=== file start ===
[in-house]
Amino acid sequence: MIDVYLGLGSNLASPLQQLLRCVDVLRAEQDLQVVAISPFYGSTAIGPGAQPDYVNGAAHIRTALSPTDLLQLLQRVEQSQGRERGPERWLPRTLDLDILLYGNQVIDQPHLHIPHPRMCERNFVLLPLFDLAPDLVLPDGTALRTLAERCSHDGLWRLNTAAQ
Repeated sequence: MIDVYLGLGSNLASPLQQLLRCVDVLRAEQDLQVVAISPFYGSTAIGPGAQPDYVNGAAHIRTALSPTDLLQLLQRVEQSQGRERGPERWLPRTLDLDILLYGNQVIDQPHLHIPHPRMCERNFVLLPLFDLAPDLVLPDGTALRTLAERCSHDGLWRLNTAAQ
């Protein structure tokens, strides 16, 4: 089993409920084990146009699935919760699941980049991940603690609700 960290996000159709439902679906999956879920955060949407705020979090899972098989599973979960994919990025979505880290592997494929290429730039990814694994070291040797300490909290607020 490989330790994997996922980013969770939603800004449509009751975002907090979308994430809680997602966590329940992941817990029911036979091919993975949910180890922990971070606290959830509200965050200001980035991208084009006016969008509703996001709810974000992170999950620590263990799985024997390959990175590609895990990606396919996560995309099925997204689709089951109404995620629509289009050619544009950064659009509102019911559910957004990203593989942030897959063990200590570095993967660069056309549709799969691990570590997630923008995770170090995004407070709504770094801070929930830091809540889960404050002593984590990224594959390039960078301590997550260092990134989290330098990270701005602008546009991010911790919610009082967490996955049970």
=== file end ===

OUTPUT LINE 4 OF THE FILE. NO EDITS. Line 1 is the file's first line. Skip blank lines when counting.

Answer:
């Protein structure tokens, strides 16, 4: 089993409920084990146009699935919760699941980049991940603690609700 960290996000159709439902679906999956879920955060949407705020979090899972098989599973979960994919990025979505880290592997494929290429730039990814694994070291040797300490909290607020 490989330790994997996922980013969770939603800004449509009751975002907090979308994430809680997602966590329940992941817990029911036979091919993975949910180890922990971070606290959830509200965050200001980035991208084009006016969008509703996001709810974000992170999950620590263990799985024997390959990175590609895990990606396919996560995309099925997204689709089951109404995620629509289009050619544009950064659009509102019911559910957004990203593989942030897959063990200590570095993967660069056309549709799969691990570590997630923008995770170090995004407070709504770094801070929930830091809540889960404050002593984590990224594959390039960078301590997550260092990134989290330098990270701005602008546009991010911790919610009082967490996955049970």